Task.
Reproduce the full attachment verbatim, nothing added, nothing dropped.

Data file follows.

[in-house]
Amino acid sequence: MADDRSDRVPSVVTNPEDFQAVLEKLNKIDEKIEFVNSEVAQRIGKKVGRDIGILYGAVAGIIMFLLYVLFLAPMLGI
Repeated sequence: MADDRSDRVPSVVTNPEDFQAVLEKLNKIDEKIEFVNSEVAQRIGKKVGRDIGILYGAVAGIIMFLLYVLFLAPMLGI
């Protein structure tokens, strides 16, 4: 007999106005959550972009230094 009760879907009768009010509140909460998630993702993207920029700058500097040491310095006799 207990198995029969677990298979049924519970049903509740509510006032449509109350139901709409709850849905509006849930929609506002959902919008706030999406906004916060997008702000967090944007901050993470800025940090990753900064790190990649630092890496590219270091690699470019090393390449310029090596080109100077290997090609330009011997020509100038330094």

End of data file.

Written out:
[in-house]
Amino acid sequence: MADDRSDRVPSVVTNPEDFQAVLEKLNKIDEKIEFVNSEVAQRIGKKVGRDIGILYGAVAGIIMFLLYVLFLAPMLGI
Repeated sequence: MADDRSDRVPSVVTNPEDFQAVLEKLNKIDEKIEFVNSEVAQRIGKKVGRDIGILYGAVAGIIMFLLYVLFLAPMLGI
């Protein structure tokens, strides 16, 4: 007999106005959550972009230094 009760879907009768009010509140909460998630993702993207920029700058500097040491310095006799 207990198995029969677990298979049924519970049903509740509510006032449509109350139901709409709850849905509006849930929609506002959902919008706030999406906004916060997008702000967090944007901050993470800025940090990753900064790190990649630092890496590219270091690699470019090393390449310029090596080109100077290997090609330009011997020509100038330094």